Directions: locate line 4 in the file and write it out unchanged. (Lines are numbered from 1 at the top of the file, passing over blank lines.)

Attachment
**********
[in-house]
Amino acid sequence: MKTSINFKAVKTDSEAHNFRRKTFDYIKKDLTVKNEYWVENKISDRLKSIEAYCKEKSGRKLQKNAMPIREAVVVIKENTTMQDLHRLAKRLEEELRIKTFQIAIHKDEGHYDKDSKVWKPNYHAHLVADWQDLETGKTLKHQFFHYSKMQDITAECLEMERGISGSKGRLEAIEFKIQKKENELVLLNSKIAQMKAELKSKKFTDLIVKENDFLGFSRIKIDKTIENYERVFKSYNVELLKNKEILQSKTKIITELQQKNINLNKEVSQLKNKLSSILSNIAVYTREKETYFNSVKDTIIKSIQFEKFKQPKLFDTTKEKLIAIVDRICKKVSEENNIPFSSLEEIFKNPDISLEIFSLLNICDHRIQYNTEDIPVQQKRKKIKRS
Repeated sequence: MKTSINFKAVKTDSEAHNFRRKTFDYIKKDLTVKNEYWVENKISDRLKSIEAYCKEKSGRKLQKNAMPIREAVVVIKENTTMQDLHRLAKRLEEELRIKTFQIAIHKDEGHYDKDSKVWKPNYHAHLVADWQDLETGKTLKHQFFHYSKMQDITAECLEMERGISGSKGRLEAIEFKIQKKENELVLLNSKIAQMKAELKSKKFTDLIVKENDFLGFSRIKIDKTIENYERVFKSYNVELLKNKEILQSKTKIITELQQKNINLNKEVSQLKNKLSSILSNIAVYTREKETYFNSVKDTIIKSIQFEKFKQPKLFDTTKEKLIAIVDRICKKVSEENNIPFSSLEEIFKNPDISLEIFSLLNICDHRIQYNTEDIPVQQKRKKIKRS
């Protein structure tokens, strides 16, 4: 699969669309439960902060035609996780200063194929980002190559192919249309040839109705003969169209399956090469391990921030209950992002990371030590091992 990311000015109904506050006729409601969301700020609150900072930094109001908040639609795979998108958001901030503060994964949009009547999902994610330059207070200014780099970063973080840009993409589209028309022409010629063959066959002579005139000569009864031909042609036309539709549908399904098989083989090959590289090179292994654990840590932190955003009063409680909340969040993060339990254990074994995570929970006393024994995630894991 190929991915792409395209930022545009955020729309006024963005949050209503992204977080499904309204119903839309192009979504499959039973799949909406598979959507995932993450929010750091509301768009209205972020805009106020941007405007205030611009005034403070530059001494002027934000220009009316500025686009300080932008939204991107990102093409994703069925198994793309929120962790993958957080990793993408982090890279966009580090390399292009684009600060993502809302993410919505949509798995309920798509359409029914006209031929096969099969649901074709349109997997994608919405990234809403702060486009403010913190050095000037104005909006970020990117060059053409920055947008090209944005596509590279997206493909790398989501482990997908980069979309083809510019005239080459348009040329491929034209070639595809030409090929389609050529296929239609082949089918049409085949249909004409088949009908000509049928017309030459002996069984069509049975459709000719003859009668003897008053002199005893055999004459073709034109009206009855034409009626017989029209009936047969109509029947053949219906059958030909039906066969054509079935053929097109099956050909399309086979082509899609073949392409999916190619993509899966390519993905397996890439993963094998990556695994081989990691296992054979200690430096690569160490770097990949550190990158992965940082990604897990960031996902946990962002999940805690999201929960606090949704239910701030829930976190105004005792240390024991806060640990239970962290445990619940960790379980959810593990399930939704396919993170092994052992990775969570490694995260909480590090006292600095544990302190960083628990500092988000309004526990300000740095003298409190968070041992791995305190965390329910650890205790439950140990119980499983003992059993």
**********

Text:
């Protein structure tokens, strides 16, 4: 699969669309439960902060035609996780200063194929980002190559192919249309040839109705003969169209399956090469391990921030209950992002990371030590091992 990311000015109904506050006729409601969301700020609150900072930094109001908040639609795979998108958001901030503060994964949009009547999902994610330059207070200014780099970063973080840009993409589209028309022409010629063959066959002579005139000569009864031909042609036309539709549908399904098989083989090959590289090179292994654990840590932190955003009063409680909340969040993060339990254990074994995570929970006393024994995630894991 190929991915792409395209930022545009955020729309006024963005949050209503992204977080499904309204119903839309192009979504499959039973799949909406598979959507995932993450929010750091509301768009209205972020805009106020941007405007205030611009005034403070530059001494002027934000220009009316500025686009300080932008939204991107990102093409994703069925198994793309929120962790993958957080990793993408982090890279966009580090390399292009684009600060993502809302993410919505949509798995309920798509359409029914006209031929096969099969649901074709349109997997994608919405990234809403702060486009403010913190050095000037104005909006970020990117060059053409920055947008090209944005596509590279997206493909790398989501482990997908980069979309083809510019005239080459348009040329491929034209070639595809030409090929389609050529296929239609082949089918049409085949249909004409088949009908000509049928017309030459002996069984069509049975459709000719003859009668003897008053002199005893055999004459073709034109009206009855034409009626017989029209009936047969109509029947053949219906059958030909039906066969054509079935053929097109099956050909399309086979082509899609073949392409999916190619993509899966390519993905397996890439993963094998990556695994081989990691296992054979200690430096690569160490770097990949550190990158992965940082990604897990960031996902946990962002999940805690999201929960606090949704239910701030829930976190105004005792240390024991806060640990239970962290445990619940960790379980959810593990399930939704396919993170092994052992990775969570490694995260909480590090006292600095544990302190960083628990500092988000309004526990300000740095003298409190968070041992791995305190965390329910650890205790439950140990119980499983003992059993």